St. Louis Cardinals

Greatest Cardinals No. 73: OF Wally Moon

The 100 Greatest Cardinals: 71-80

Counting down the top 100 Cardinals of all-time, this video features numbers 71-80 on the list.
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Counting down the top 100 Cardinals of all-time, this video features numbers 71-80 on the list.

NOTE: The BND has endeavored to identify an objective list of the top 100 St. Louis Cardinals players of all time, based on statistical formulas developed through sabermetrics. We’ll count down the list daily, player by player, until April 4, the day of the Cardinals’ 2019 home opener. The running list and player bios can be found at


Henry Moon never missed his daily sports page, but he was more concerned about his middle son’s education than he was about his athletic career. Young Wally, he determined, was going to be the first Moon to attend college.

So when the Pittsburgh Pirates visited the American Legion baseball field in Bay, Arkansas, with a $1,000 signing bonus, the old man refused, recognizing the greater value in the scholarship the boy had earned to Texas A&M University.

Even two years later, when the Detroit Tigers showed up waving a check for $18,000 — after Wally had earned two letters each in basketball and baseball and been named an All-Southeastern Conference outfielder — it still wasn’t enough to buy out his dreams for his son.

The $6,000 bonus the Cardinals extended, though, was just right. Yeah, it was less money, but the deal allowed Wally to abbreviate his minor league schedule to accommodate the beginning and end of the college term.

That was OK with the younger Moon. The Cardinals, by 1949, were still the southern- and western-most team in the major leagues. KMOX-AM radio and its 50,000 watts delivered Gabby Street’s play-by-play to rural Arkansas with all the clarity of Wally’s batting eye. He was a fan.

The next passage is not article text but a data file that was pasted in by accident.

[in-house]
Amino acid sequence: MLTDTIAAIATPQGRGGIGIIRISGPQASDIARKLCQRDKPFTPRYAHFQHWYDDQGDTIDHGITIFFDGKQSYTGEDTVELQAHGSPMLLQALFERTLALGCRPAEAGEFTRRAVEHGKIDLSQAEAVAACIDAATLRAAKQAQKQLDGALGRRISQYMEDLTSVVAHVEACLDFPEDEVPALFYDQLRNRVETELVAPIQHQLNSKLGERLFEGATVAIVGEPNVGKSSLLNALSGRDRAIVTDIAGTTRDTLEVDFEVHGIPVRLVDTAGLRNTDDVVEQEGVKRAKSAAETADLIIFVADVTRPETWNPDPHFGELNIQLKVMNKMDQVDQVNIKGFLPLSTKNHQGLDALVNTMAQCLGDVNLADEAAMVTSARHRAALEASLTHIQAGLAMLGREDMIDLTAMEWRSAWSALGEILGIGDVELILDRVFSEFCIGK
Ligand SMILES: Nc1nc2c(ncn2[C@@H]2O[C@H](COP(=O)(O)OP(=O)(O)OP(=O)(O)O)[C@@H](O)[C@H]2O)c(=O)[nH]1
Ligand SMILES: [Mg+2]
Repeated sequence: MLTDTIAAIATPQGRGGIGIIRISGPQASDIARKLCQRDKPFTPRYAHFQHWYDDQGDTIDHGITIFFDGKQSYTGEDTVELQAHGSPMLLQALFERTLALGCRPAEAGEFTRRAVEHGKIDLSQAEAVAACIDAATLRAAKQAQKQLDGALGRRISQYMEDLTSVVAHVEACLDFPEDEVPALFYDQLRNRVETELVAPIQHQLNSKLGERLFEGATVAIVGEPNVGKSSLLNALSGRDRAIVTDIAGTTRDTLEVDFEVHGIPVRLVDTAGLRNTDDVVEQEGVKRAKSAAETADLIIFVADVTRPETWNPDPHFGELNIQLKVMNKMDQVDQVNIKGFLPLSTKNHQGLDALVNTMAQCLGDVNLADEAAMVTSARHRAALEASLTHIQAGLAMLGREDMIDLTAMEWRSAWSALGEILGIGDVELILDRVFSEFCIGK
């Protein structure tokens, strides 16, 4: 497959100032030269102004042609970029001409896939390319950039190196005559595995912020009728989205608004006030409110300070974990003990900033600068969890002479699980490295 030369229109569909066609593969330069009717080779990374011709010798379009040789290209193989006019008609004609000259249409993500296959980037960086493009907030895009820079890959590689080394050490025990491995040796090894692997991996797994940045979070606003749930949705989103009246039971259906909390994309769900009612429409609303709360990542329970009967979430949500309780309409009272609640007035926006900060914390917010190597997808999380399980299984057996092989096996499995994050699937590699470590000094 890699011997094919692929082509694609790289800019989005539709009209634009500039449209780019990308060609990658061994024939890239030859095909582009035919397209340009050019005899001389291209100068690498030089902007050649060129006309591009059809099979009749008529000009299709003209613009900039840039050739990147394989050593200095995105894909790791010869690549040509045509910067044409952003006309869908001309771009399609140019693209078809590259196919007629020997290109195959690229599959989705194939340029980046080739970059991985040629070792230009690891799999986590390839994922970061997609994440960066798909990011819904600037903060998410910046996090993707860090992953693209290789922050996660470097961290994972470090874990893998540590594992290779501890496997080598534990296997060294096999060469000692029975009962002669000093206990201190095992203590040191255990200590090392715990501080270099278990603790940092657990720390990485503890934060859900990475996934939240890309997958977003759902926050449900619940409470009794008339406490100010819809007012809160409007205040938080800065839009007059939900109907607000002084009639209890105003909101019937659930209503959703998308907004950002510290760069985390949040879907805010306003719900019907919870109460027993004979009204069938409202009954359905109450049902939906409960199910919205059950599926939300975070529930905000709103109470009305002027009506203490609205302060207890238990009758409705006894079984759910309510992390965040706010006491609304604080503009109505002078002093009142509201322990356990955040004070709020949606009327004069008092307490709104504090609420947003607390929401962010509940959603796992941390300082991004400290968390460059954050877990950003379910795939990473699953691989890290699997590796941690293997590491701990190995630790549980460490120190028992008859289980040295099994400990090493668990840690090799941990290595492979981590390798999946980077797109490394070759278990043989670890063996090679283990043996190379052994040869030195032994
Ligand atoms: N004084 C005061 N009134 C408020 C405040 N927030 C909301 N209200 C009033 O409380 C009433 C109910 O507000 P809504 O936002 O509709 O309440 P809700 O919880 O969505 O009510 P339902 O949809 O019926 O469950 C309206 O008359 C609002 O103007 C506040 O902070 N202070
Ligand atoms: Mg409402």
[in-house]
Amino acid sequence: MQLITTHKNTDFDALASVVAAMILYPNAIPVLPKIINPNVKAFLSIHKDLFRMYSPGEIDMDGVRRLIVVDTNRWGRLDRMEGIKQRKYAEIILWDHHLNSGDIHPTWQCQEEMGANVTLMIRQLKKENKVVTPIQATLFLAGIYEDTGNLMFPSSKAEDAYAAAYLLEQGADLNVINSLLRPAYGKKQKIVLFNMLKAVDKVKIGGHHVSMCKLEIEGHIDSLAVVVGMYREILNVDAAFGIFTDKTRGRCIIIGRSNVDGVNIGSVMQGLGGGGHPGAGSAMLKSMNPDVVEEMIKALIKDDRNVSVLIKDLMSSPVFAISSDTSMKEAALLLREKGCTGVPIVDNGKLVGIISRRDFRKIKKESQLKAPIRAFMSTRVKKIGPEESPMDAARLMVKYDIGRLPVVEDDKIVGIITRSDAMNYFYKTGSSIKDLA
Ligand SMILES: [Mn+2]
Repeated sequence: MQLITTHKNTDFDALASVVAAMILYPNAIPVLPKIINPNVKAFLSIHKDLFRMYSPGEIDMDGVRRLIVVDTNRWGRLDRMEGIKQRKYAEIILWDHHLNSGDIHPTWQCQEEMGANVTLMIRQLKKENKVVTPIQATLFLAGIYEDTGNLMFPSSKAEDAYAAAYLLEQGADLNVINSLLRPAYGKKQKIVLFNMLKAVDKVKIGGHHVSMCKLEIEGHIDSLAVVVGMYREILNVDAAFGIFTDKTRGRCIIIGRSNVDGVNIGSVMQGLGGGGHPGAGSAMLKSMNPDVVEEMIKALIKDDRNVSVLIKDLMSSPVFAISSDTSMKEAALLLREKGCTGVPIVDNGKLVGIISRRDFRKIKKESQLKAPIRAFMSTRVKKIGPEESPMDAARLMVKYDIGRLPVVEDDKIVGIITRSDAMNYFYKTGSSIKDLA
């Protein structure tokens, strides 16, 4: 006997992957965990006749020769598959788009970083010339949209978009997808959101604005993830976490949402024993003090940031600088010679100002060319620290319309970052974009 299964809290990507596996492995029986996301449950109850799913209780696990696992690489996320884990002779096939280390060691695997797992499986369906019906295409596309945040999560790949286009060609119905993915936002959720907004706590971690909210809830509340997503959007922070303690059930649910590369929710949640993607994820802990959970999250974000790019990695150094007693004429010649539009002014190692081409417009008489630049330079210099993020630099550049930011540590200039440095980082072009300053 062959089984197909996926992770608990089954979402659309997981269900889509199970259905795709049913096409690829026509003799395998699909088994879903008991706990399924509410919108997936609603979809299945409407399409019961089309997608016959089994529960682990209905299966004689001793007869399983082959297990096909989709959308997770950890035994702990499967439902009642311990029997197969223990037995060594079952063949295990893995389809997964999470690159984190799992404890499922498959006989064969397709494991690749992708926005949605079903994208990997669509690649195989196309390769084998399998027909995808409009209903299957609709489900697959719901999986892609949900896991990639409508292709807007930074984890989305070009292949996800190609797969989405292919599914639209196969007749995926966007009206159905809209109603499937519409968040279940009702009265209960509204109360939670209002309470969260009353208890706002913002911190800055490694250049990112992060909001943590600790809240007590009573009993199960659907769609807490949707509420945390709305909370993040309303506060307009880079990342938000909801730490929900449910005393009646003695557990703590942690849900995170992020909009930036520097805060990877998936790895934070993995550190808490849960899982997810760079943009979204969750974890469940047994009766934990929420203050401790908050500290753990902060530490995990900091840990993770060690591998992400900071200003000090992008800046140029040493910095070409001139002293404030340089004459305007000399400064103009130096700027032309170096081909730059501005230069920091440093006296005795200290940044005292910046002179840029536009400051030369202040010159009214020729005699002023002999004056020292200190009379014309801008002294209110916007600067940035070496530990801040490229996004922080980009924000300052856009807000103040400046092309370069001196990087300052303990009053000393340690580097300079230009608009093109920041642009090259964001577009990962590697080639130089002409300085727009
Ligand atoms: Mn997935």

St. Louis fans, unfortunately, didn’t initially take the same shine to Moon.

His big-league debut in 1954 — after having earned his master’s degree in educational administration — came at the expense of 16-year veteran Enos Slaughter, who was dealt to the New York Yankees to make room in the outfield. With some of the 17,000 fans at Busch Stadium I booing and chanting “We want Slaughter,” Moon touched off one of the best seasons ever by a rookie with a home run in his first at-bat.

In 151 games, he went on to slash .304/.371/.435. He hit 12 home runs, had 76 RBIs and scored 106 times. Moon beat out Ernie Banks, Gene Conley and Hank Aaron for National League Rookie of the Year.

73 Moon.jpg
Wally Moon, outfielder of the St. Louis Cardinals, poses on June 19, 1954. (AP Photo/Rooney) ROONEY ASSOCIATED PRESS

He was an All-Star for the first time in 1957 when he added a career-best 24 home runs to a rock-steady .295 average. That also was the lone season of his five in St. Louis that the Cardinals finished with a winning record.

A collision with left fielder Joe Cunningham and the resulting arm injury limited Moon to 108 games and 290 at-bats the following year. His average fell to .238 and the Cardinals traded him to the Dodgers, just a year after their move to Los Angeles.

He rebounded nicely from his injury, batting .302 and looping 19 “Moon Shots” over the short left-field wall at the LA Coliseum to help the Dodgers win an unlikely World Series championship.

Moon earned two more World Series rings before retiring from the Dodgers after the 1965 season and moving onto a career as a manager and coach in the college, minor league and major league ranks.



.291/.366/.454 with Cardinals | 12.3 WAR | 2x All-Star | ROY ‘54

TOP 100 SCORE: 2.46

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BND Assigning News Editor Todd Eschman has won numerous state and regional awards for his columns, feature stories and news reporting. He was born and raised in Belleville, attended SIU-Carbondale, and is a member of the BBWAA, SABR and St. Louis Sports Hall of Fame.